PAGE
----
3. Expression of MiCOL16A and MiCOL16B in Mango

    For the tissue-specific expression tests, qRT–PCR was performed. The results showed that MiCOL16A and MiCOL16B were expressed in all the tested tissues. On different branches, the expression levels of MiCOL16A and MiCOL16B in the leaves were always higher than those in the stems, buds or flowers, and the lowest expression levels of MiCOL16A and MiCOL16B were detected in the buds and flowers. In contrast, the expression level of MiCOL16A in the leaves of nonflowering branches was higher than that in the leaves of flowering branches (Figure 2A), but MiCOL16B expression was lower in the leaves of nonflowering branches than in those of flowering branches (Figure 2B).
    Figure 2. Tissue-specific and temporal expression analysis of the MiCOL16A and MiCOL16B genes. (A,B) Expression patterns of the MiCOL16A and MiCOL16B genes in different tissues of SiJiMi mango. (C,D) Expression patterns of the MiCOL16A and MiCOL16B genes at different time points.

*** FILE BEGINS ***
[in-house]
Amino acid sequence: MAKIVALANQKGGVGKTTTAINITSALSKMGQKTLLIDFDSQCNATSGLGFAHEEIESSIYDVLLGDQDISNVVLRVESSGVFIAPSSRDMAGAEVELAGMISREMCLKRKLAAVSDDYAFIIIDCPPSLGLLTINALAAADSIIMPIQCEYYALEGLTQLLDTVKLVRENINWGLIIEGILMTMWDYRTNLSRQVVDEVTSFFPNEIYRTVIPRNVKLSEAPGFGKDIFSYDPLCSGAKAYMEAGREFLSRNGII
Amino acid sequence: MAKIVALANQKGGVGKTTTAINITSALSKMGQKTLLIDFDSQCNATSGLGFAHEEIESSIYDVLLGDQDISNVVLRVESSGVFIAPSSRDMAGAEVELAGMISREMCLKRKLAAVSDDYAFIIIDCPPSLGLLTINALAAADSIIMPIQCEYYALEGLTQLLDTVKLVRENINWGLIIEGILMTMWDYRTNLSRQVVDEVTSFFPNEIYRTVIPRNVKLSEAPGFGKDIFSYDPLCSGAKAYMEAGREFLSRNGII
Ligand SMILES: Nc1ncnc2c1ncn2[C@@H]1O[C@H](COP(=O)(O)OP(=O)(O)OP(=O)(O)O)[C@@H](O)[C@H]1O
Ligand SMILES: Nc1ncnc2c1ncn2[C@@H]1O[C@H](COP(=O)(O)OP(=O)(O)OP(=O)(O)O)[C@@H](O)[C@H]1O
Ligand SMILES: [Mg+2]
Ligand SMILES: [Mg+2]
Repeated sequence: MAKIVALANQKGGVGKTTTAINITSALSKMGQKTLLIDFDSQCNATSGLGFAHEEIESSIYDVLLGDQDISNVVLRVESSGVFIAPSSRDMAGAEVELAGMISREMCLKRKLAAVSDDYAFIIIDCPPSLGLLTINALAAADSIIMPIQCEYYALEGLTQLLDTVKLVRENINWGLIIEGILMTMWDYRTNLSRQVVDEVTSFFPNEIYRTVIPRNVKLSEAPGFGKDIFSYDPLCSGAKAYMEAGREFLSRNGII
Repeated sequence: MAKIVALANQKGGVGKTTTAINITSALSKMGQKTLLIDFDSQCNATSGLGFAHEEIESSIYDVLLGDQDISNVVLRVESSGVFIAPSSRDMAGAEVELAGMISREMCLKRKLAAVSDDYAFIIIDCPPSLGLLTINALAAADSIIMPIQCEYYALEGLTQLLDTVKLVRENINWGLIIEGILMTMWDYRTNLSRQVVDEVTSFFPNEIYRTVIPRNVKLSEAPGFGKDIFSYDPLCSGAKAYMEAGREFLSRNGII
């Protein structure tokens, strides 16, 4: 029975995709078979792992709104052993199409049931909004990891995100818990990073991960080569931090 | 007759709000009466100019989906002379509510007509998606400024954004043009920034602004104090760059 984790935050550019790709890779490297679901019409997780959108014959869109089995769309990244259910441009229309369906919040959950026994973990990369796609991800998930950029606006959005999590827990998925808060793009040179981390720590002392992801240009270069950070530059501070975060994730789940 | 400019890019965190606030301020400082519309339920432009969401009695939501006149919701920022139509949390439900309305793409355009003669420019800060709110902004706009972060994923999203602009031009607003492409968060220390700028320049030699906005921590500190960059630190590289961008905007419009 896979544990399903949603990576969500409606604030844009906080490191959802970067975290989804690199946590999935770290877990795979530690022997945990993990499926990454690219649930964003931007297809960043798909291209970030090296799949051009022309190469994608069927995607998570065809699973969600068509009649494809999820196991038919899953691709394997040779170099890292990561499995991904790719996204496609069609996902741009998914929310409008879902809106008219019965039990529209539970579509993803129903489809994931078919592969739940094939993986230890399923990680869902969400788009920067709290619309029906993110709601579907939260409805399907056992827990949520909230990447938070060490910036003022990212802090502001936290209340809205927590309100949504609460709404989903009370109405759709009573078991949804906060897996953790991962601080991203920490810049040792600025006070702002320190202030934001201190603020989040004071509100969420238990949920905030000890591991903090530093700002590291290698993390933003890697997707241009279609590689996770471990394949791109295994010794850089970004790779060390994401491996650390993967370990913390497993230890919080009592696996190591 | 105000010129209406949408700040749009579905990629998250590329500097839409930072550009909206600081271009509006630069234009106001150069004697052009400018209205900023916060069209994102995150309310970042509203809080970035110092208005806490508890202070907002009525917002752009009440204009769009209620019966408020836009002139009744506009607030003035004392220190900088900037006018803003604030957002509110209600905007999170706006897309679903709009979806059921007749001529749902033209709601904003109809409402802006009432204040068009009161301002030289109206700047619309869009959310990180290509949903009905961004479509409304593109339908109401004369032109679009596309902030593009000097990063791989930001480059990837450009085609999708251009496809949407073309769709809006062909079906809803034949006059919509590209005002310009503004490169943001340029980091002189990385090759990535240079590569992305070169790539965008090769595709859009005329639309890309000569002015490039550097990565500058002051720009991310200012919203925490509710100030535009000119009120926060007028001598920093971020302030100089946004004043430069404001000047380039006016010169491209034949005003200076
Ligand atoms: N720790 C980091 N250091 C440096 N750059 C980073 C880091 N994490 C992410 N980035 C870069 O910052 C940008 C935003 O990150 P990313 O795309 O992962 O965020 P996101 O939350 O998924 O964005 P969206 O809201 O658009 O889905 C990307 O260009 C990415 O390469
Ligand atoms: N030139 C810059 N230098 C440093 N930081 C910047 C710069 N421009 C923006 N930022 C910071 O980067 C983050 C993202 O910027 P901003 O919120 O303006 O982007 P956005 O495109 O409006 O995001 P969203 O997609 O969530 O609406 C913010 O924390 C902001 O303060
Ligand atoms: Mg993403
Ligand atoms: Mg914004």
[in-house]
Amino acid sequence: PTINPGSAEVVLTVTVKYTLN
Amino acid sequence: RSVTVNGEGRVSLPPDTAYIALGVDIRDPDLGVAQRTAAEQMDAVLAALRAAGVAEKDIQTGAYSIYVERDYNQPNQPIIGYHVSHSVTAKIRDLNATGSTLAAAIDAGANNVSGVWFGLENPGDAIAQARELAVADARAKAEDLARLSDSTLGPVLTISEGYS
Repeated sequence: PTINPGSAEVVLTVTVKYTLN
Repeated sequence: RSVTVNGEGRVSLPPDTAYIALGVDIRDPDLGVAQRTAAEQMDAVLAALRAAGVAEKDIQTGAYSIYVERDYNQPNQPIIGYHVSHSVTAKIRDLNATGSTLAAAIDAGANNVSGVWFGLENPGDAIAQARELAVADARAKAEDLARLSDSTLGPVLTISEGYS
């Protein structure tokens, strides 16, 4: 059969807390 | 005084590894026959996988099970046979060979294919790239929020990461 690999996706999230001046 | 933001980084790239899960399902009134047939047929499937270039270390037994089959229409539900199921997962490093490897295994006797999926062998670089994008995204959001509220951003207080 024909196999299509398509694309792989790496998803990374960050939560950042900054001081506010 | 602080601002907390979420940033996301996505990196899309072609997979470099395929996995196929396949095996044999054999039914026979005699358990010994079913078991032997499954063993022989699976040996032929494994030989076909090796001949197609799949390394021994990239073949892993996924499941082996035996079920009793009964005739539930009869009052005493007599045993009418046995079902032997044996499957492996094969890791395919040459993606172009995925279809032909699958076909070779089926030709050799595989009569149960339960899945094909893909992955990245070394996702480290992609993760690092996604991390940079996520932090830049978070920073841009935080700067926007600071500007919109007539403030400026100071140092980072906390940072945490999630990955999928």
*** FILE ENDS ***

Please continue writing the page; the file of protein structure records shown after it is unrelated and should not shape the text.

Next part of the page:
To analyze the temporal expression patterns of MiCOL16A and MiCOL16B, qRT–PCR was performed. The results suggested that the two target genes were expressed in the leaves of mango at all tested periods. The expression pattern of MiCOL16A gradually increased from vegetative growth to the late floral induction period and then decreased (Figure 2C). However, MiCOL16B gene expression increased from the vegetative growth period to the early floral induction period and then decreased (Figure 2D).